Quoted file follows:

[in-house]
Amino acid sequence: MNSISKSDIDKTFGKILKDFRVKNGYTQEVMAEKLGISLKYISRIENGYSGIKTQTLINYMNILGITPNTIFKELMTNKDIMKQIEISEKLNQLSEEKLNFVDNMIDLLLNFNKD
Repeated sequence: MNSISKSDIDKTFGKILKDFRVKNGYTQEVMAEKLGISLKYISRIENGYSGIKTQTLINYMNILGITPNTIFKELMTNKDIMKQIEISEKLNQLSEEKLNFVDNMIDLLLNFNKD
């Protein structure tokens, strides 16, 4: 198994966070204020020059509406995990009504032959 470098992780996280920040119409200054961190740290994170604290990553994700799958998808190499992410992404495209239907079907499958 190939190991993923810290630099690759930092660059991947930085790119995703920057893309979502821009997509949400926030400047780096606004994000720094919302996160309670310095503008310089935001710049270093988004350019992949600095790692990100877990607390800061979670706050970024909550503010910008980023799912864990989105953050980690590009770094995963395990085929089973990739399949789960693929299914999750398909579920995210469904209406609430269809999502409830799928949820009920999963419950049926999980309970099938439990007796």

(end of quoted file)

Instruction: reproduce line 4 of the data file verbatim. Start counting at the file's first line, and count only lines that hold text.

């Protein structure tokens, strides 16, 4: 198994966070204020020059509406995990009504032959 470098992780996280920040119409200054961190740290994170604290990553994700799958998808190499992410992404495209239907079907499958 190939190991993923810290630099690759930092660059991947930085790119995703920057893309979502821009997509949400926030400047780096606004994000720094919302996160309670310095503008310089935001710049270093988004350019992949600095790692990100877990607390800061979670706050970024909550503010910008980023799912864990989105953050980690590009770094995963395990085929089973990739399949789960693929299914999750398909579920995210469904209406609430269809999502409830799928949820009920999963419950049926999980309970099938439990007796």